PCNA ubiquitination in B-cells results in high mutation rates, since the emergency enzymes activated by this mechanism are highly likely to build not the original, but a different base into the DNA – the consequence being a point mutation. Several of these point mutations raise the affinity of the antibodies to a particular antigen and thus make the antibodies produced more effective. By antigen binding those B-cells are selected, which best bind the antigen and can, therefore, combat it most intensively. The remaining cells will die.

Thus, the immune system has tailored the path of PCNA ubiquitination for the use in B-cells for itself in such a way that high mutation rates occur in certain parts of the antibody genes. “On the one hand this is positive, because variable antibodies result. On the other hand, there is also the risk that uncontrolled mutations on wrong genes will contribute to the development of B-cell cancer. Therefore, the exploration of this path is of medical relevance,” Buerstedde emphasizes, “but for a geneticist it is just as exciting to realize that vertebrates adopted a path for the antigen-specific immune response, which has existed since primeval times”.

Michael van den Heuvel | alfa
Further information:

Further reports about: Antibodies B-cell Buerstedde DNA Hypermutation Mutation PCNA enzyme ubiquitination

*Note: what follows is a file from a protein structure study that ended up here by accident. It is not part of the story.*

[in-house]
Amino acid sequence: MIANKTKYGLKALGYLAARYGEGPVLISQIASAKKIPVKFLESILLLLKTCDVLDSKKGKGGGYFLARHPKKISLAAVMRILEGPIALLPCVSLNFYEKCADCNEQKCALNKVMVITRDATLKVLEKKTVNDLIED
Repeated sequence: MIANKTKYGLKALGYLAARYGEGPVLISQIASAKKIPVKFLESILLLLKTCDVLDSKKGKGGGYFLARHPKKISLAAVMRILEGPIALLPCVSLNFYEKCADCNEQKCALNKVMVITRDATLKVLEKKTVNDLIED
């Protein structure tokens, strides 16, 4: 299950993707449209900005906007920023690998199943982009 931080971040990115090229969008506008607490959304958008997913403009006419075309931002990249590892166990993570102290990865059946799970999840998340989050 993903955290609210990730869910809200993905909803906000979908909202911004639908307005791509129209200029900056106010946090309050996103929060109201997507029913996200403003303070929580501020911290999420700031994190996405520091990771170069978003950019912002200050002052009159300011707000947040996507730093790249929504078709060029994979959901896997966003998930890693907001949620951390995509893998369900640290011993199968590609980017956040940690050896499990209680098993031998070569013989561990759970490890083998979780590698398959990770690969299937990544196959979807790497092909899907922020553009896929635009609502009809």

More articles from Life Sciences:

nachricht Novel mechanisms of action discovered for the skin cancer medication Imiquimod
21.10.2016 | Technische Universität München

nachricht Second research flight into zero gravity
21.10.2016 | Universität Zürich

All articles from Life Sciences >>>

The most recent press releases about innovation >>>

Die letzten 5 Focus-News des innovations-reports im Überblick:

Im Focus: New 3-D wiring technique brings scalable quantum computers closer to reality

Researchers from the Institute for Quantum Computing (IQC) at the University of Waterloo led the development of a new extensible wiring technique capable of controlling superconducting quantum bits, representing a significant step towards to the realization of a scalable quantum computer.

"The quantum socket is a wiring method that uses three-dimensional wires based on spring-loaded pins to address individual qubits," said Jeremy Béjanin, a PhD...

Im Focus: Scientists develop a semiconductor nanocomposite material that moves in response to light

In a paper in Scientific Reports, a research team at Worcester Polytechnic Institute describes a novel light-activated phenomenon that could become the basis for applications as diverse as microscopic robotic grippers and more efficient solar cells.